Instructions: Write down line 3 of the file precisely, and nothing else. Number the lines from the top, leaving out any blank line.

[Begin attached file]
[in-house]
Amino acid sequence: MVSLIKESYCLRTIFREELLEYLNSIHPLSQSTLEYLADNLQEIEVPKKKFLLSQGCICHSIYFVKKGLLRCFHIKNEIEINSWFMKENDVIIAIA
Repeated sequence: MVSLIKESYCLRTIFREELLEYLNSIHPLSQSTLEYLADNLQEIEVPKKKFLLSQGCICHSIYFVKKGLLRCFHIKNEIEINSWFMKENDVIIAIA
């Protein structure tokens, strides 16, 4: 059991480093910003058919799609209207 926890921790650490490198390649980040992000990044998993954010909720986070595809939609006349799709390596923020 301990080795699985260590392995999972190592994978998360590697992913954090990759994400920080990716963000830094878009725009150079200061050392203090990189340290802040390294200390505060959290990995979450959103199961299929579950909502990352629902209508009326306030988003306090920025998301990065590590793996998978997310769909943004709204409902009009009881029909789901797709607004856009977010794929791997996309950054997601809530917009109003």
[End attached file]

Repeated sequence: MVSLIKESYCLRTIFREELLEYLNSIHPLSQSTLEYLADNLQEIEVPKKKFLLSQGCICHSIYFVKKGLLRCFHIKNEIEINSWFMKENDVIIAIA